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Tuesday, 16 October 1984
Page: 1720


Senator ROBERT RAY(11.08) —I congratulate Senator Macklin on his second speech. I found his contributions most rational and well argued, in great contrast to both his first speech and Senator Mason's speech. Senator Macklin has now addressed himself to the legislation sensibly. He has given up the electioneering cap that he had on before. In his last 15-minute contribution there was no suggestion of the Australian Labor Party introducing this legislation so that it can have a misleading advertising campaign. Senator Macklin does not believe that; it is just a bit of electioneering, a bit of excitement that caught him and me up. I do not believe that Senator Mason, however, would make any such retraction. In the last contribution no accusations came out of collusion between the Labor and Liberal parties because, of course, the Australian Democrats in their heart of hearts know that there is none.

I want to say three or four things. Firstly, Senator Macklin said that there was reference to this matter in the first report of the Joint Committee on Electoral Reform. There was no such reference and he knows it. This section was put in the Act by another department, quite obviously. It did not emanate from the first report, which I signed. What I was saying before was that I did not sign a report that contained this recommendation. I challenge Senator Macklin to read the whole of the first report and to find one reference to this section. There is no such reference.


Senator Harradine —From another department.


Senator ROBERT RAY —Yes, it came in via another department.


Senator Harradine —Attorney-General's?


Senator ROBERT RAY —Probably. All departments have a contribution to make when legislation such as the Electoral Act is up for amendment. But it did not emanate out of the first report. Senator Macklin asked why I voted for it. I am sorry; I am fallible. I did not realise the consequences of section 161 (2) taken into account with the injunction process. I voted happily to put in the injunction process. I voted happily to have the Electoral Commission have an independent approach to the injunctive process, but not specifically for it to have injunctive powers relating to section 161 (2).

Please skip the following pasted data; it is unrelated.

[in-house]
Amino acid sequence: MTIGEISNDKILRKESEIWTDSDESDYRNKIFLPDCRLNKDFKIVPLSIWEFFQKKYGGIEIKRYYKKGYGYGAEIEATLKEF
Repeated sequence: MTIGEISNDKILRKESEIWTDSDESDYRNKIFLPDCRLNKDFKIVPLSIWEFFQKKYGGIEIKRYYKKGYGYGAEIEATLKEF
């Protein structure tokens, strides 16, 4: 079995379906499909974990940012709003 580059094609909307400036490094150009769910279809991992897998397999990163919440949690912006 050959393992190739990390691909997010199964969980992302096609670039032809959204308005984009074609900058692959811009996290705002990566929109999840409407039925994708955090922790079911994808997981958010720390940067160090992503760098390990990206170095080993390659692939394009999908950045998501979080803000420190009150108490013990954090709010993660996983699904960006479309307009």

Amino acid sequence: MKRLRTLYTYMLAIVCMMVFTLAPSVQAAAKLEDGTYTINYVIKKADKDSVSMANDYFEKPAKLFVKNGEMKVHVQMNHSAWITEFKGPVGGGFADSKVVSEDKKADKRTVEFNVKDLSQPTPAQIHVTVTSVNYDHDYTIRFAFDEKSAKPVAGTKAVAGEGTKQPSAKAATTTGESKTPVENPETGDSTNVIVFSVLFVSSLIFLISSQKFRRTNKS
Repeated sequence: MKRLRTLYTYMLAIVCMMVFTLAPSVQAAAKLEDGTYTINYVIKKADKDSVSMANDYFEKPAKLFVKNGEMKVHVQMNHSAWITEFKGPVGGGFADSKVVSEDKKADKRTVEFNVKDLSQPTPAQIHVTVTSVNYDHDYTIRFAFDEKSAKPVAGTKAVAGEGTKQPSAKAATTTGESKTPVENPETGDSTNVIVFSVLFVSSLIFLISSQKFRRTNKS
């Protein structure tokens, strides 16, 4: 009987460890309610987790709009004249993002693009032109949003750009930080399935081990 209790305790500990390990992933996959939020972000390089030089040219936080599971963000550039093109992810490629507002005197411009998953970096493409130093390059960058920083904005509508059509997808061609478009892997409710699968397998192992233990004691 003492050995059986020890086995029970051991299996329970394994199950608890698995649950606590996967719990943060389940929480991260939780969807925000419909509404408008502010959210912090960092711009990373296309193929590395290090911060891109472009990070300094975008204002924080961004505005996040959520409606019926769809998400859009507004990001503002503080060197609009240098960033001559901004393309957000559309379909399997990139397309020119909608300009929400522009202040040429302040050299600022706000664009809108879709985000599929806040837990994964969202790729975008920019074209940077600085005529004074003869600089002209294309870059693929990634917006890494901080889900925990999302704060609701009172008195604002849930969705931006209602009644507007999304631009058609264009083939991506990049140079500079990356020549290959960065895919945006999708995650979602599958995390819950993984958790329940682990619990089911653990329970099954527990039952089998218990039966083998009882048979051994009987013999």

I turn to the second point that has not been fully addressed. I may have said in excitement that Senator Macklin cannot determine the difference between fact and opinion. If I said that, I retract it. All I said was that it is not a simple area to determine what is even a fact because in regard to facts the old question of statistics, more statistics and more lies is posed. They can be very deceptive if used in a particular way. The last point-and a good point-made by Senator Macklin was that if we take out the injunction process, the matter does not become as dangerous to the electoral process. I concede that point. But unfortunately, it is a conundrum. If we take out the injunction process, we have nothing left. Even in regard to a series of fines on a political party, if Senator Macklin were in a position-and I am not saying that he is-where he thought that one big, last, lying advertisement could win him the election, the $5,000 fine would mean nothing especially to members of an affluent party, such as those who sit opposite, it means absolutely nothing.


Senator Macklin —Were you referring to us?


Senator ROBERT RAY —No, I was not. By a process of elimination I think he might even be able to deduce to whom I may have been referring. So we have this conundrum: Without the injunction process, it really is useless legislation. With the injunction process-I do not think that Senator Macklin has addressed this point-it can be manipulated. Let us assume that he is pure and that he does not manipulate it. There are plenty of people who would have manipulated that process and it is on that point that this report was centred. I say again that I found Senator Macklin's latest contribution a rational one. Devoid of the accusation that we will embark on an untruthful advertising campaign-I absolutely deny that we will do so-and now that he has divorced himself from the accusation that we are in some way in collusion with the Liberal Party, I find much of what he said is correct. But I return to the point that I do not think it is up to the courts to make a decision based on such a small section in the Act. I think there needs to be definition as to what contributes to being untruthful and what contributes to being deceitful. It is not in the current Act . It is an area that we, I would have thought, had indicated when Senator Macklin was present at meetings of the Committee that we would look at. But before we can deal with it, it will need in-depth legislation, not legislation with such a wide-open interpretation as is contained in the existing legislation .